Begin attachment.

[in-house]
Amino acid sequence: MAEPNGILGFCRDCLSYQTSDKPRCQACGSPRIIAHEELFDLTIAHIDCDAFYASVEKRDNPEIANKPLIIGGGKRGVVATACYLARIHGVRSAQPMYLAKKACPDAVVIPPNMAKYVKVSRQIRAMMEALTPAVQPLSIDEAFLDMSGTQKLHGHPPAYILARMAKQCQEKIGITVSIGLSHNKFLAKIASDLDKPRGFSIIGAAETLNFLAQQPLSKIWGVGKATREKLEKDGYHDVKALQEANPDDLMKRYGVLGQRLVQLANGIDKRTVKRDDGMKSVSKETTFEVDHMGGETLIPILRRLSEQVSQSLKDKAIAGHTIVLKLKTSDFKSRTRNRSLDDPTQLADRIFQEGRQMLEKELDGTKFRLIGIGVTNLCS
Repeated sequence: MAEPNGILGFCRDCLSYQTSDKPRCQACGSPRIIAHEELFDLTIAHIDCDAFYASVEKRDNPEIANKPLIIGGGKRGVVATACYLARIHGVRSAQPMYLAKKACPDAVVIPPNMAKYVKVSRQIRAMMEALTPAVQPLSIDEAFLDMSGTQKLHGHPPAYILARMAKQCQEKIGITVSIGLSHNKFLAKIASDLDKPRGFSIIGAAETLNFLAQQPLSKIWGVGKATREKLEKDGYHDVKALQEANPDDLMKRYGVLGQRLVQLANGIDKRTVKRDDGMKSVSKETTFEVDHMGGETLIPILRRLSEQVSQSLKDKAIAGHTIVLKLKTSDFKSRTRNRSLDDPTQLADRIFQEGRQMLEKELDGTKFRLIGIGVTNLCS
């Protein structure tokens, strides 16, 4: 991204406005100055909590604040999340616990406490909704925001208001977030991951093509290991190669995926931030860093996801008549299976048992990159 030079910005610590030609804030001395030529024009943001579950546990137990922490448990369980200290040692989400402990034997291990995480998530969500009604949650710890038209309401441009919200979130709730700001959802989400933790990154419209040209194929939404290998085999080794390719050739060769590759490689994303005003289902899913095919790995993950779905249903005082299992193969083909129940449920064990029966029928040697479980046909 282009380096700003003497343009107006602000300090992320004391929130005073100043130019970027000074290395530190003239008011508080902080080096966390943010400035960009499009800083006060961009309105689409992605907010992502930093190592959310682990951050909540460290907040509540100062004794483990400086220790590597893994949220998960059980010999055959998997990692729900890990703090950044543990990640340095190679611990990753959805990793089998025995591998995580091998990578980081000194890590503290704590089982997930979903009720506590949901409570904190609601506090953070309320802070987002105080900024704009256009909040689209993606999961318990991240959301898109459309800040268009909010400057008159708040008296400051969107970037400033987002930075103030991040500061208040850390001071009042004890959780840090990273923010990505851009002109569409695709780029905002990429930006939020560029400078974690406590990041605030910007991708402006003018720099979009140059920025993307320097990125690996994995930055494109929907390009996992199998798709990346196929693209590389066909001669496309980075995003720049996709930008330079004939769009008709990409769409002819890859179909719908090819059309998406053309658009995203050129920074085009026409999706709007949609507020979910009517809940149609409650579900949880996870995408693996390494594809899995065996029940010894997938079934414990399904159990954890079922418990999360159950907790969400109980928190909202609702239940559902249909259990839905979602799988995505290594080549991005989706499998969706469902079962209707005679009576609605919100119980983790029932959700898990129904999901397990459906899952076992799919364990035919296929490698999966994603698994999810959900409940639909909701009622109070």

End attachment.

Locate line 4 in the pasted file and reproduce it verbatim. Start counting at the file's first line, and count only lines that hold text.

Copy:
């Protein structure tokens, strides 16, 4: 991204406005100055909590604040999340616990406490909704925001208001977030991951093509290991190669995926931030860093996801008549299976048992990159 030079910005610590030609804030001395030529024009943001579950546990137990922490448990369980200290040692989400402990034997291990995480998530969500009604949650710890038209309401441009919200979130709730700001959802989400933790990154419209040209194929939404290998085999080794390719050739060769590759490689994303005003289902899913095919790995993950779905249903005082299992193969083909129940449920064990029966029928040697479980046909 282009380096700003003497343009107006602000300090992320004391929130005073100043130019970027000074290395530190003239008011508080902080080096966390943010400035960009499009800083006060961009309105689409992605907010992502930093190592959310682990951050909540460290907040509540100062004794483990400086220790590597893994949220998960059980010999055959998997990692729900890990703090950044543990990640340095190679611990990753959805990793089998025995591998995580091998990578980081000194890590503290704590089982997930979903009720506590949901409570904190609601506090953070309320802070987002105080900024704009256009909040689209993606999961318990991240959301898109459309800040268009909010400057008159708040008296400051969107970037400033987002930075103030991040500061208040850390001071009042004890959780840090990273923010990505851009002109569409695709780029905002990429930006939020560029400078974690406590990041605030910007991708402006003018720099979009140059920025993307320097990125690996994995930055494109929907390009996992199998798709990346196929693209590389066909001669496309980075995003720049996709930008330079004939769009008709990409769409002819890859179909719908090819059309998406053309658009995203050129920074085009026409999706709007949609507020979910009517809940149609409650579900949880996870995408693996390494594809899995065996029940010894997938079934414990399904159990954890079922418990999360159950907790969400109980928190909202609702239940559902249909259990839905979602799988995505290594080549991005989706499998969706469902079962209707005679009576609605919100119980983790029932959700898990129904999901397990459906899952076992799919364990035919296929490698999966994603698994999810959900409940639909909701009622109070």